2014 KSTF Teaching Fellows Susan Pienta and Michelle Vanhala were named as 2017 Project Kindle Fellows. The two are part of a group of 16 teachers who were selected to take part in Earthwatch expeditions alongside world-class scientists, where they will collect data connected to some of the world’s most pressing research questions in climate change, ocean health, wildlife and ecosystems, and archaeology. As part of the Fellowship, Susan and Michelle will be trained to lead a group of their students on an Earthwatch expedition in 2018 or 2019.

Vanhala Accepted in Second MEA Carbon TIME Network

Carbon: Transformations in Matter and Energy (Carbon TIME) is a National Science Foundation-funded program that offers publicly available teaching units, teacher professional development, and teacher networks based in local education agencies. Michelle Vanhala, a 2014 KSTF Teaching Fellow, was selected as a participant in the second cohort of the Michigan Education Association‘s (MEA) Carbon TIME program. For the next two years, she will explore how to engage her students in science practices with 11 other middle and high school teachers in the state.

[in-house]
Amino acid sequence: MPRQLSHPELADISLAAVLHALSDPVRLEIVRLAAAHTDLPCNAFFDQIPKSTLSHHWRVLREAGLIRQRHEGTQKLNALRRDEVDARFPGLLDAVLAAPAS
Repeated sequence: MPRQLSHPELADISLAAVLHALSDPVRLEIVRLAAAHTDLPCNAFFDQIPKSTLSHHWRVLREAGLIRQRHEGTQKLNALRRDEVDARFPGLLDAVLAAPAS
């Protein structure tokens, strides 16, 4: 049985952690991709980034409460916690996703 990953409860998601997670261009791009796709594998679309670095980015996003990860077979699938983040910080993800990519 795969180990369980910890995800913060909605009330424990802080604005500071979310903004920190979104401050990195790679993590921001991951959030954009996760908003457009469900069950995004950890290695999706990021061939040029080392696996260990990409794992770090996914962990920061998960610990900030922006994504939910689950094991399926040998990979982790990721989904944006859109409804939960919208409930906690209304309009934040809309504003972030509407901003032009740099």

Hawthorne Becomes Google Certified Educator

KSTF Senior Fellow Sarah Hawthorne became a Level 1 Google Certified Educator in November 2016. Through the associated training, she became familiar with various Google tools and how to integrate them in the classroom.

O’Bryan Recognized for Encouraging Women in Computing

At the fifth annual Minnesota Aspirations in Computing Awards (AiC) ceremony, 2012 KSTF Teaching Fellow Kaitie O’Bryan will be recognized in the educator honorable mention category. Sponsored by the National Center for Women & Information Technology (NCWIT), Kaitie is being recognized for her demonstrated commitment to encouraging young women’s aspirations in computing. Specifically, she taught the first computer science course to 20 students at her school in 2015. One year later, more than 100 students have been impacted by the program. Read more.